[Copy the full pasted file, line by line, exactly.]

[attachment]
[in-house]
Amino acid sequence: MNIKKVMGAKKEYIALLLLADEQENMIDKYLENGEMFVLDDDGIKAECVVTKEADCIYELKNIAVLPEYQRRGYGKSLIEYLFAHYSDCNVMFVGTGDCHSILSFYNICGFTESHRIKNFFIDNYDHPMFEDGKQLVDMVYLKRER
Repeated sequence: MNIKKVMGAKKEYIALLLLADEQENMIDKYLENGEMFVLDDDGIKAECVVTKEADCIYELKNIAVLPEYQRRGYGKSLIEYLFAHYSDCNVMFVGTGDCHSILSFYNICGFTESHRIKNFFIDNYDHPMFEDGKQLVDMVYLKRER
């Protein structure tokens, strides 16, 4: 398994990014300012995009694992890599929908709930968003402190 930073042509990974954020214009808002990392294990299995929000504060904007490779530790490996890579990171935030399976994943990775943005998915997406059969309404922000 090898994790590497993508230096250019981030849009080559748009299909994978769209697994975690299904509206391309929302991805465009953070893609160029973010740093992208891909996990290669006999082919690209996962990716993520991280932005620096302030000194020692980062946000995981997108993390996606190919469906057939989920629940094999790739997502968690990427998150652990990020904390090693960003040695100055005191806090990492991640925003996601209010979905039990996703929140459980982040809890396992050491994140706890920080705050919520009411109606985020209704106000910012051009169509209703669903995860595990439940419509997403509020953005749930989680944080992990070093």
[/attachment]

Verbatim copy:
[in-house]
Amino acid sequence: MNIKKVMGAKKEYIALLLLADEQENMIDKYLENGEMFVLDDDGIKAECVVTKEADCIYELKNIAVLPEYQRRGYGKSLIEYLFAHYSDCNVMFVGTGDCHSILSFYNICGFTESHRIKNFFIDNYDHPMFEDGKQLVDMVYLKRER
Repeated sequence: MNIKKVMGAKKEYIALLLLADEQENMIDKYLENGEMFVLDDDGIKAECVVTKEADCIYELKNIAVLPEYQRRGYGKSLIEYLFAHYSDCNVMFVGTGDCHSILSFYNICGFTESHRIKNFFIDNYDHPMFEDGKQLVDMVYLKRER
């Protein structure tokens, strides 16, 4: 398994990014300012995009694992890599929908709930968003402190 930073042509990974954020214009808002990392294990299995929000504060904007490779530790490996890579990171935030399976994943990775943005998915997406059969309404922000 090898994790590497993508230096250019981030849009080559748009299909994978769209697994975690299904509206391309929302991805465009953070893609160029973010740093992208891909996990290669006999082919690209996962990716993520991280932005620096302030000194020692980062946000995981997108993390996606190919469906057939989920629940094999790739997502968690990427998150652990990020904390090693960003040695100055005191806090990492991640925003996601209010979905039990996703929140459980982040809890396992050491994140706890920080705050919520009411109606985020209704106000910012051009169509209703669903995860595990439940419509997403509020953005749930989680944080992990070093």